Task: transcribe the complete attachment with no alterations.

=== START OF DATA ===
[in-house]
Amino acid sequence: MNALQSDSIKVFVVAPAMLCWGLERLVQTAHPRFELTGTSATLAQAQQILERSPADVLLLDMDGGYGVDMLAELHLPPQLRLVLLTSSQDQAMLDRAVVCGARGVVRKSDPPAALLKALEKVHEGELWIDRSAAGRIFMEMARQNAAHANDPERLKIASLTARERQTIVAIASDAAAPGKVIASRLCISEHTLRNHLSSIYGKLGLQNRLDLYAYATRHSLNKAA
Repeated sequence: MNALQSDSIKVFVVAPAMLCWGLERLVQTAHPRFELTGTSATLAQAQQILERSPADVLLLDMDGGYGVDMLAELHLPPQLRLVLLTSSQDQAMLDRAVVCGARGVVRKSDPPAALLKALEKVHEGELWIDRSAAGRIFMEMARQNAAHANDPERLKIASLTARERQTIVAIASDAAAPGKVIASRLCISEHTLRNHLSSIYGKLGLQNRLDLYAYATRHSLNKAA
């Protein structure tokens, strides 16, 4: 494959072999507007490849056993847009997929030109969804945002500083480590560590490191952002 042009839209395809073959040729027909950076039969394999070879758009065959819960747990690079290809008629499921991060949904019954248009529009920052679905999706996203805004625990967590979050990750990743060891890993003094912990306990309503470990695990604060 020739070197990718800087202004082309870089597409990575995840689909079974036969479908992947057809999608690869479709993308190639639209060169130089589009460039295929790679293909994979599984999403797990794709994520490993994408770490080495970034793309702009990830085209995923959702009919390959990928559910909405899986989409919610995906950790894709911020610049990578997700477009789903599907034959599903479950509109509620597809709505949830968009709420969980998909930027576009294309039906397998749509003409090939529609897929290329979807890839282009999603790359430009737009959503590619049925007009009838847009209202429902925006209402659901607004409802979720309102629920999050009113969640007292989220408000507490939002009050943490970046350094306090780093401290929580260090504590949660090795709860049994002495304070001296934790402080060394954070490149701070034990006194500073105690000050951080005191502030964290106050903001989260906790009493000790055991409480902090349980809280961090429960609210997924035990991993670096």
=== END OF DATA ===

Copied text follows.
[in-house]
Amino acid sequence: MNALQSDSIKVFVVAPAMLCWGLERLVQTAHPRFELTGTSATLAQAQQILERSPADVLLLDMDGGYGVDMLAELHLPPQLRLVLLTSSQDQAMLDRAVVCGARGVVRKSDPPAALLKALEKVHEGELWIDRSAAGRIFMEMARQNAAHANDPERLKIASLTARERQTIVAIASDAAAPGKVIASRLCISEHTLRNHLSSIYGKLGLQNRLDLYAYATRHSLNKAA
Repeated sequence: MNALQSDSIKVFVVAPAMLCWGLERLVQTAHPRFELTGTSATLAQAQQILERSPADVLLLDMDGGYGVDMLAELHLPPQLRLVLLTSSQDQAMLDRAVVCGARGVVRKSDPPAALLKALEKVHEGELWIDRSAAGRIFMEMARQNAAHANDPERLKIASLTARERQTIVAIASDAAAPGKVIASRLCISEHTLRNHLSSIYGKLGLQNRLDLYAYATRHSLNKAA
């Protein structure tokens, strides 16, 4: 494959072999507007490849056993847009997929030109969804945002500083480590560590490191952002 042009839209395809073959040729027909950076039969394999070879758009065959819960747990690079290809008629499921991060949904019954248009529009920052679905999706996203805004625990967590979050990750990743060891890993003094912990306990309503470990695990604060 020739070197990718800087202004082309870089597409990575995840689909079974036969479908992947057809999608690869479709993308190639639209060169130089589009460039295929790679293909994979599984999403797990794709994520490993994408770490080495970034793309702009990830085209995923959702009919390959990928559910909405899986989409919610995906950790894709911020610049990578997700477009789903599907034959599903479950509109509620597809709505949830968009709420969980998909930027576009294309039906397998749509003409090939529609897929290329979807890839282009999603790359430009737009959503590619049925007009009838847009209202429902925006209402659901607004409802979720309102629920999050009113969640007292989220408000507490939002009050943490970046350094306090780093401290929580260090504590949660090795709860049994002495304070001296934790402080060394954070490149701070034990006194500073105690000050951080005191502030964290106050903001989260906790009493000790055991409480902090349980809280961090429960609210997924035990991993670096």